“That would be perfect. Thank you.”

As Mr. Tully turned to walk back down the short staircase, the rocking chair began to move, slowly, back and forth. He looked down on it.

“Must be the draft from the open windows,” Carrie said. She stepped over and stilled the chair.

“Sure. A draft,” Mr. Tully said.

“Should we go?”

Carrie followed him toward the stairs. As she reached to turn off the light, she saw Violet rocking in the chair.

Violet smiled and hugged herself, her eyes bright with anticipation. “This just gonna be wonderful, Miss Carrie.”


Five

When they returned downstairs, Carrie looked out the front window and saw a cherry red pickup, jacked nearly three feet off the ground. The chrome bumper and custom hubcaps gleamed in the sunlight. The back windshield was covered with a Confederate flag decal. Standing next to the truck was a young man in a white t-shirt and painted-on jeans. Carrie watched him flick his lit cigarette into the front yard.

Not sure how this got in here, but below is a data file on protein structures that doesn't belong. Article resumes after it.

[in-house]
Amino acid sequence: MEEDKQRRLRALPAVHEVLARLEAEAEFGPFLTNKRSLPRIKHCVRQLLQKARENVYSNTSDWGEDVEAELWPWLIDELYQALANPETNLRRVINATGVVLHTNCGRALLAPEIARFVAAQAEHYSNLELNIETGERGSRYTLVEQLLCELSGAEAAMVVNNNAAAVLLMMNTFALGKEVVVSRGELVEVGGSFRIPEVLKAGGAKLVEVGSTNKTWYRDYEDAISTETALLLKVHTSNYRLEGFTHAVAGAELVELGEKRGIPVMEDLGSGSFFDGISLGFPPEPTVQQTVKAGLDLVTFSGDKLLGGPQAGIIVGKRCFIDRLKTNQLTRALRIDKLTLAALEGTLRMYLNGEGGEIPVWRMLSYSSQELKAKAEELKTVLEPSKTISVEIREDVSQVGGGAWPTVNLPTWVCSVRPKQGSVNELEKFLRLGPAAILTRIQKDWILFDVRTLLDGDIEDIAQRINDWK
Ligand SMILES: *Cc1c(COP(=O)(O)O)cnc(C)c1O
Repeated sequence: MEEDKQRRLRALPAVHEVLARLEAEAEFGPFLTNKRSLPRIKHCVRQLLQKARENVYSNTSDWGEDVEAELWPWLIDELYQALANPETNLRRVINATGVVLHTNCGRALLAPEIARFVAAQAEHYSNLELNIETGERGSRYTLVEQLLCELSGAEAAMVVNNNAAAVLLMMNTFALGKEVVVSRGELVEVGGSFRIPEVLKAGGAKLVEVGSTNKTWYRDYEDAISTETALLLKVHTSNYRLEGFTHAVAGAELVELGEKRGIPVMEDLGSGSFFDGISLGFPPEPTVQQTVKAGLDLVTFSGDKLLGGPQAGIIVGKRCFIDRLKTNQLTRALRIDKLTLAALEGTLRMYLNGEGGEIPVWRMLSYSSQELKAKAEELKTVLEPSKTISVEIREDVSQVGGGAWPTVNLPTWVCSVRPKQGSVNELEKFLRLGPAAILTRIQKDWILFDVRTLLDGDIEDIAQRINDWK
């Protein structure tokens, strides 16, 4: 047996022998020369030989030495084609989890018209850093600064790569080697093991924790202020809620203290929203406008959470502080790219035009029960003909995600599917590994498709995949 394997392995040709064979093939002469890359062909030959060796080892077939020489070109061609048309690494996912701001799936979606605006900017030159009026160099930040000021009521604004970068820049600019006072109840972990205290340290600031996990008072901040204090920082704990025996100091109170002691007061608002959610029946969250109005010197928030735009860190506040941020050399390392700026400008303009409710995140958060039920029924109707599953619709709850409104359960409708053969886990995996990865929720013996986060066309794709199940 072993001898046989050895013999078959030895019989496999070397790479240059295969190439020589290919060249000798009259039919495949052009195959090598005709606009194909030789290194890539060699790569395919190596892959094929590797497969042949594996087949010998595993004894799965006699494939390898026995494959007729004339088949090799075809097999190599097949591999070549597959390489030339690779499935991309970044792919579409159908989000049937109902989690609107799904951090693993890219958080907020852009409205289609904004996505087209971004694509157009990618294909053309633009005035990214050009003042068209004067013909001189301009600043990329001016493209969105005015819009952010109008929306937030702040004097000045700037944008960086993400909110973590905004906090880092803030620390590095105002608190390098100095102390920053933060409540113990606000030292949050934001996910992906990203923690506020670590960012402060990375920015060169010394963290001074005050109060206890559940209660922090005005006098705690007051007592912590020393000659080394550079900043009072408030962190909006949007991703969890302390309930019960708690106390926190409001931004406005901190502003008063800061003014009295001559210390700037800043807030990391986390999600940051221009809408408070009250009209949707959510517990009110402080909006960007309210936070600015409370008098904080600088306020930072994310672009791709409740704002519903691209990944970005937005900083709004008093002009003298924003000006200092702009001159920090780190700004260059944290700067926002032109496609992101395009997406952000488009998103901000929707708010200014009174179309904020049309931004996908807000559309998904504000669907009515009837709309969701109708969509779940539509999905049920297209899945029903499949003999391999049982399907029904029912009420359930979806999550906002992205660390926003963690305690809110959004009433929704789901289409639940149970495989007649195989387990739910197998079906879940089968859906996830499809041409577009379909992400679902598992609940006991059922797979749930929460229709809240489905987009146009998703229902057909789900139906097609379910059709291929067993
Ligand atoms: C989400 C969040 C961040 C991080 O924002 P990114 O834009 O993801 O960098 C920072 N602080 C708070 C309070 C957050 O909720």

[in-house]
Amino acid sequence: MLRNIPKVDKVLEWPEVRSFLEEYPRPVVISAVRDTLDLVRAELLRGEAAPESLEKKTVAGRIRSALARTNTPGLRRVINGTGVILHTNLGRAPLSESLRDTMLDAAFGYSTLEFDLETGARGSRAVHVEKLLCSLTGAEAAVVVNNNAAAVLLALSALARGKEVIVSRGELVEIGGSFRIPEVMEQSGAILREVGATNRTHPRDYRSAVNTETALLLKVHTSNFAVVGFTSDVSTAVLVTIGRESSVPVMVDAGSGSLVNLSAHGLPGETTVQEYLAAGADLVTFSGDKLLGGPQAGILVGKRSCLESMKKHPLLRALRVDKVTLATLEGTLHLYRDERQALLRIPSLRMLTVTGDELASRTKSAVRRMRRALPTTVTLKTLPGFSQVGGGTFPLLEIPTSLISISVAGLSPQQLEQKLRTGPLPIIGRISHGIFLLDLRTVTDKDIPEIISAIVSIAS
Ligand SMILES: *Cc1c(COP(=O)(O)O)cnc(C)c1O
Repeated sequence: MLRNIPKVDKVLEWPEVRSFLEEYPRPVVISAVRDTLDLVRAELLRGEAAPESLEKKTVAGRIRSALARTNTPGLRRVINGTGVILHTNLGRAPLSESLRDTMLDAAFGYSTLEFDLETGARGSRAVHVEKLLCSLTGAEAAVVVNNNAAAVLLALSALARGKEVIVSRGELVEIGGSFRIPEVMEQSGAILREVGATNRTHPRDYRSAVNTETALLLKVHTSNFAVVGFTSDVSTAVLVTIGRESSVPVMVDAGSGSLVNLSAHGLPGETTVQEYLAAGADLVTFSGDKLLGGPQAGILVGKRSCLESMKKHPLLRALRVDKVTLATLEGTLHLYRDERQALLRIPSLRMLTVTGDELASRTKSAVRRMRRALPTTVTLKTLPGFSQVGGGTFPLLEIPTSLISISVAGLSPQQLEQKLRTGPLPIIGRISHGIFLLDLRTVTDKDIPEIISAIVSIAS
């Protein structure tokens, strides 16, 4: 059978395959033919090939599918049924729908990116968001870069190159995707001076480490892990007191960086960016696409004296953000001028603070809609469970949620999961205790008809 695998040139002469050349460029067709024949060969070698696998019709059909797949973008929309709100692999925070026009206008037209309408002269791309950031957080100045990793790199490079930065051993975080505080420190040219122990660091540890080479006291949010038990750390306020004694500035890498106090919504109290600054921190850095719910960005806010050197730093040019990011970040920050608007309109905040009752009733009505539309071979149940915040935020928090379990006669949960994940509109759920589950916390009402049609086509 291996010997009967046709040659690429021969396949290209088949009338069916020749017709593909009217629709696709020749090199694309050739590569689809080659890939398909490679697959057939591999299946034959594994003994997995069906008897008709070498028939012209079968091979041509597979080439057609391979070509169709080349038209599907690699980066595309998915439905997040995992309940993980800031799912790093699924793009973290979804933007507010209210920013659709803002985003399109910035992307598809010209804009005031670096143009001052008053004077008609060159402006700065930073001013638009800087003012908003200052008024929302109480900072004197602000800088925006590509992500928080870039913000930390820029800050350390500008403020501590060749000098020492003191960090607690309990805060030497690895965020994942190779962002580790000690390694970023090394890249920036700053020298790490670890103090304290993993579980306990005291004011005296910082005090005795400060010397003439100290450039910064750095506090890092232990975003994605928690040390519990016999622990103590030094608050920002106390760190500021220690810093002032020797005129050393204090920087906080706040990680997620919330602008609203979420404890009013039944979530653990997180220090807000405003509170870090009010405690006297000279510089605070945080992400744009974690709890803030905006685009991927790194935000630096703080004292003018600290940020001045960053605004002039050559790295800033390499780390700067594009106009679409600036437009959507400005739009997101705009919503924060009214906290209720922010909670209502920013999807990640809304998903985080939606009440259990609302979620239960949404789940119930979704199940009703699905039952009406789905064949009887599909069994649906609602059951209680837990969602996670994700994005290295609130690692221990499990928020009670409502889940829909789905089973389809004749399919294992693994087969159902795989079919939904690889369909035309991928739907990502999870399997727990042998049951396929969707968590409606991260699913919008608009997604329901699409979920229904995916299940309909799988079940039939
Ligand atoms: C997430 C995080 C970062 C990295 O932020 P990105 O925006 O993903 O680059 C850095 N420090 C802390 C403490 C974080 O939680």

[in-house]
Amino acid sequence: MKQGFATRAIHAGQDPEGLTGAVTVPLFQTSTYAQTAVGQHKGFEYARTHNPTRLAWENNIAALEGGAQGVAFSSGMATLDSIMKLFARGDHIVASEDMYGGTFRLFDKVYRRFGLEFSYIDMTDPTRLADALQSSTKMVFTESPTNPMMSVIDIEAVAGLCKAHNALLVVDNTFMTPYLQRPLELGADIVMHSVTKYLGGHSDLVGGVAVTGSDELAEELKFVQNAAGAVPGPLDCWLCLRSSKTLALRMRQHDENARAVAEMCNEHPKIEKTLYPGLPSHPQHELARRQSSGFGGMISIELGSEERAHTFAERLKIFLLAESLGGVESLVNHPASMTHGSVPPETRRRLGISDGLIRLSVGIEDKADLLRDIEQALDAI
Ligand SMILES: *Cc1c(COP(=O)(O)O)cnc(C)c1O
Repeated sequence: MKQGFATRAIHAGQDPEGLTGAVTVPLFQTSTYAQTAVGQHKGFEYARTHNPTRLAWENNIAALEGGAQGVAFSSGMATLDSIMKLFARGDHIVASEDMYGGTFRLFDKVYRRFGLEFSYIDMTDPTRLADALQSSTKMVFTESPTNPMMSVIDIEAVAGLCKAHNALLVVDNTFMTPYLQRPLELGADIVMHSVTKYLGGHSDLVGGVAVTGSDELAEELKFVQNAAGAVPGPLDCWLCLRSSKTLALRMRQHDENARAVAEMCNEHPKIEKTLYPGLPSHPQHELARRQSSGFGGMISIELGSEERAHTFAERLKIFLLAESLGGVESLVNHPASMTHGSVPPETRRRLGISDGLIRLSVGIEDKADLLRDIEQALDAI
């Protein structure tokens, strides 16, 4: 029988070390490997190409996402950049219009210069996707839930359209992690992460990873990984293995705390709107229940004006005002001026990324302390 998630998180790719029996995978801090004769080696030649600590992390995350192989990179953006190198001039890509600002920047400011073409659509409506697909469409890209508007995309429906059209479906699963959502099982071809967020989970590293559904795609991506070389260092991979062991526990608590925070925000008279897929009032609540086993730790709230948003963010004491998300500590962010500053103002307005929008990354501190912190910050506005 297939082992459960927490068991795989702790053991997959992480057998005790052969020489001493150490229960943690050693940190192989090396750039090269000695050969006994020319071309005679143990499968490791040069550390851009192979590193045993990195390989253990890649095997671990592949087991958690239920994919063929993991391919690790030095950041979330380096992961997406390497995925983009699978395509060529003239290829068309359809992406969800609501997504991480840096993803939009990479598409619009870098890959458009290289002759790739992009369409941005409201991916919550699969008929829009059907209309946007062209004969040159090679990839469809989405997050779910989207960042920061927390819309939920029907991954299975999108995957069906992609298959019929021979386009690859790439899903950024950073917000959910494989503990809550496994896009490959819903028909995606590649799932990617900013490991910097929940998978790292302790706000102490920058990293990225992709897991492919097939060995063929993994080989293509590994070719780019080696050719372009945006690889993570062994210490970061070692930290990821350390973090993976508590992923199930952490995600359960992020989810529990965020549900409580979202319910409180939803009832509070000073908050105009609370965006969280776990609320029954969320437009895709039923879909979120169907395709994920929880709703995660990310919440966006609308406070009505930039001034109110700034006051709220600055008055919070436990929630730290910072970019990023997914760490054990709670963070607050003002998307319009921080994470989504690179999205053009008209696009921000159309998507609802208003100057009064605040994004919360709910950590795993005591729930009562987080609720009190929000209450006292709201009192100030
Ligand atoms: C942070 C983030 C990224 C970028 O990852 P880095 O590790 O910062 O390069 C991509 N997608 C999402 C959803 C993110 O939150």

“I think we have company, Mr. Tully,” she said.

He looked out and frowned. “Oh, that’s my nephew, Lawrence. He works with me on certain jobs, though I didn’t plan to bring him here.” Mr. Tully stepped out on the front porch. “Lawrence?”

The young man turned and nodded. A pack of Marlboro Reds was rolled up in his left t-shirt sleeve. A toothpick stuck out from his bottom lip, and he wore a straw cowboy hat.

“What are you doing here? I told you to stay at the Johnson’s house and wait for the roofers to arrive,” Mr. Tully said to the younger man.

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